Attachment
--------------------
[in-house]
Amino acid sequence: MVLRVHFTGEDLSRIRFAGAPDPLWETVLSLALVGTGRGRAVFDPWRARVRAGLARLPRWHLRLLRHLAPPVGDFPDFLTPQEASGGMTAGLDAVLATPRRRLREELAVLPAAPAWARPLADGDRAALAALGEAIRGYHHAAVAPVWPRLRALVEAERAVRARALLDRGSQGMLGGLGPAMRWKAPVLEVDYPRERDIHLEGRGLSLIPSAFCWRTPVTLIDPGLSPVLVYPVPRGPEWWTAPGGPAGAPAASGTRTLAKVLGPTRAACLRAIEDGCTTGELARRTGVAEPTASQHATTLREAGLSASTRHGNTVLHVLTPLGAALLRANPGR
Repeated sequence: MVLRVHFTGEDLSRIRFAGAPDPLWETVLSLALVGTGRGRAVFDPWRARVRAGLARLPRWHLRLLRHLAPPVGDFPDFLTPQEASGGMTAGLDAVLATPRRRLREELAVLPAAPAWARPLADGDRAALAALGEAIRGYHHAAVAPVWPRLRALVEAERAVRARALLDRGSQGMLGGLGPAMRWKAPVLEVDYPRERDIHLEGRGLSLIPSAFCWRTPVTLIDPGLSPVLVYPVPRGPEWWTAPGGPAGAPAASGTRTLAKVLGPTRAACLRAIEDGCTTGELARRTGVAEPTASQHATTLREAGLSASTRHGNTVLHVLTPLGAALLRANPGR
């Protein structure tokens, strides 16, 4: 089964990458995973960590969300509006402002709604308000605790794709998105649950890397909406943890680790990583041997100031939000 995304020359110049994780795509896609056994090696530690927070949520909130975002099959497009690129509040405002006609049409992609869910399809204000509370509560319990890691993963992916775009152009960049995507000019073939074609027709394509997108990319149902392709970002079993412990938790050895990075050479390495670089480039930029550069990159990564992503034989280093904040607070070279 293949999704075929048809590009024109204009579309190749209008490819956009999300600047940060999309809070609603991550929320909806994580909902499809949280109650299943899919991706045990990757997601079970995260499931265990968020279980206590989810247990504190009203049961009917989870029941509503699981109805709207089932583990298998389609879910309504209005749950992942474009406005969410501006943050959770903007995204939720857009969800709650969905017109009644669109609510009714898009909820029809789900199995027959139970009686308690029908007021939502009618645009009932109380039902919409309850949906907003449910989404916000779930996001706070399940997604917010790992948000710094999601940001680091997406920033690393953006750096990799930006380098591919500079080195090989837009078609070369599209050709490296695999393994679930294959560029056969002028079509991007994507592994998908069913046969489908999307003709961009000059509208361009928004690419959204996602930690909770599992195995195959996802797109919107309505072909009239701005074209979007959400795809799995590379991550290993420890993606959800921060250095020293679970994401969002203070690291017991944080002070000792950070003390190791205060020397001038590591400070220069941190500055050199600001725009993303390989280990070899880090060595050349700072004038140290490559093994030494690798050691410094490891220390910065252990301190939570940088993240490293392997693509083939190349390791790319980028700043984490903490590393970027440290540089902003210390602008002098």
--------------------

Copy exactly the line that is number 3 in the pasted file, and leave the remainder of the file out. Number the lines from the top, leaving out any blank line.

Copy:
Repeated sequence: MVLRVHFTGEDLSRIRFAGAPDPLWETVLSLALVGTGRGRAVFDPWRARVRAGLARLPRWHLRLLRHLAPPVGDFPDFLTPQEASGGMTAGLDAVLATPRRRLREELAVLPAAPAWARPLADGDRAALAALGEAIRGYHHAAVAPVWPRLRALVEAERAVRARALLDRGSQGMLGGLGPAMRWKAPVLEVDYPRERDIHLEGRGLSLIPSAFCWRTPVTLIDPGLSPVLVYPVPRGPEWWTAPGGPAGAPAASGTRTLAKVLGPTRAACLRAIEDGCTTGELARRTGVAEPTASQHATTLREAGLSASTRHGNTVLHVLTPLGAALLRANPGR